3. The AC pump on the passengers side. It's a tight fit. As I mentioned above, I had to trim out a fair amount of steel from the reinforcement plates that I welded in for my motor mounts. I would just say, be very mindful of this and make sure you have your AC compressor attached when test fitting.
  4. Front Drive shaft and transmission pan. To be honest I haven't really tackled this issue yet. I know it's tight because I mocked it up with my old drive shaft and it was definitely, less than an inch of clearance. Keep an eye out below for more posts on this.

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Mar 26, 2011
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The picture with the A/C compressor shows how it is hitting. I need to take a picture tomorrow of the clearanced portion of the frame.

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A couple of things that I took care of on the old engine today. I pulled the harness off which ended up being a huge pain in the rear. Fishing all the connections through the intake manifold was wildly difficult, I ended up cutting some of the connections off that I knew I wouldn't be using. I would recommend saving some time and taking a look at the wiring diagram before tackling this so that you can cut a bunch of connections off.

I also pulled the stock toyo temp sensor off the engine to find out it was totally corroded and unsalvageable. I bought a knew one and installed it on the LS motor. I am planning on retaining the stock gauges so the temp sensor needs to be ported over.

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Joined
Mar 26, 2011
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This guide from autometer is helpful for figuring out where to attach aftermarket gauges on the LS motor- in my case that will be the temp and oil pressure sensors.

http://www.autometer.com/media/manual/2650-1563.pdf

I was able to thread the stock toyo temp sender threads nicely into the LS head - no adapters necessary. From reading other swap threads, some people did need adapters, so not exactly sure how I got so lucky. The port on the LS head is on the rear passengers side head. There is a plug that you remove with and allen key and then just thread your stock temp sender in.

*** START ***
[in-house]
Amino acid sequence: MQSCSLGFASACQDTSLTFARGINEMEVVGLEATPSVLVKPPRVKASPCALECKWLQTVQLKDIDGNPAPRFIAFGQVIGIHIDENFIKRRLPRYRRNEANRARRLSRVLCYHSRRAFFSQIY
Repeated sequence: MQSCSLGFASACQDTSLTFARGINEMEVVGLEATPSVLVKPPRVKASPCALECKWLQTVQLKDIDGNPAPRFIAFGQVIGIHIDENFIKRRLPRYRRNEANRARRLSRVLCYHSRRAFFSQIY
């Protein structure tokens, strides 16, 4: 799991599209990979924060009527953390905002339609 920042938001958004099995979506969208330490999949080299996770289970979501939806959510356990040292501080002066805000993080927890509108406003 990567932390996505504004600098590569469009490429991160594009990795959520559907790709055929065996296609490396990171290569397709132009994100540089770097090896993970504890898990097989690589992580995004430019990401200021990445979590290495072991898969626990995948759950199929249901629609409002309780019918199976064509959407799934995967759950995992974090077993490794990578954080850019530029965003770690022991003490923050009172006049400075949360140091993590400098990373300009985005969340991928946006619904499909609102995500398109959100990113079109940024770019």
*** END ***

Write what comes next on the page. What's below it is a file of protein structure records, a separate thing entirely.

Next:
Also pictured are my trans dip stick which is important to install before putting the engine in as well as the new belts.

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bloc

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I was able to thread the stock toyo temp sender threads nicely into the LS head - no adapters necessary. From reading other swap threads, some people did need adapters, so not exactly sure how I got so lucky.
It threaded in because it isn't the correct sender. On the 1FZ there are two.. one for the toyota ECU (what you used), and a single-wire sender behind the distributor/water neck that sends a signal to the water temp gauge. The second one is what we've been having to machine and rethread to fit the port on the LS head.

I don't know whether you can hook the gauge up to the sender you are using, but I'd doubt it.

Easy mistake to make.
 
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It threaded in because it isn't the correct sender. On the 1FZ there are two.. one for the toyota ECU (what you used), and a single-wire sender behind the distributor/water neck that sends a signal to the water temp gauge. The second one is what we've been having to machine and rethread to fit the port on the LS head.

I don't know whether you can hook the gauge up to the sender you are using, but I'd doubt it.

Easy mistake to make.

Thanks for the tip-
 
Joined
Mar 26, 2011
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I'm getting a little behind in my posting. But here goes the fuel pump section. Follow the FSM for getting to the top of the tank. The access port is located in the middle of the truck so you have to remove both back seats. Mine was filthy so clean it up so that you don't get mud into the tank when you take the pump out.

One you get the old pump out its fairly easy to get the pump off the assembly. The issue I ran into was that the toyo wires running from the top of the assembly to the pump weren't long enough. Because this was being constantly dipped in gas I got paranoid and went down to the local mechanics shop and got an old fuel pump he had just replaced for some longer wire leads. This particular fuel pump came out of a 911 Porsche.

Anyway, I lengthened the leads, soldered on some new ends and and riveted them in place. Of note, the supra pump did not come with the nuts needed to affix the leads to the pump terminals. Had to go to the hardware store for those. THEY ARE TWO DIFFERENT SIZES, save yourself the two trips I had to make.

Also while your at the hardware store pick up some hose clamps, I used those to affix the new larger pump to the assembly. It doesn't fit perfectly, but I jammed it in there and retained the rubber isolator at the bottom.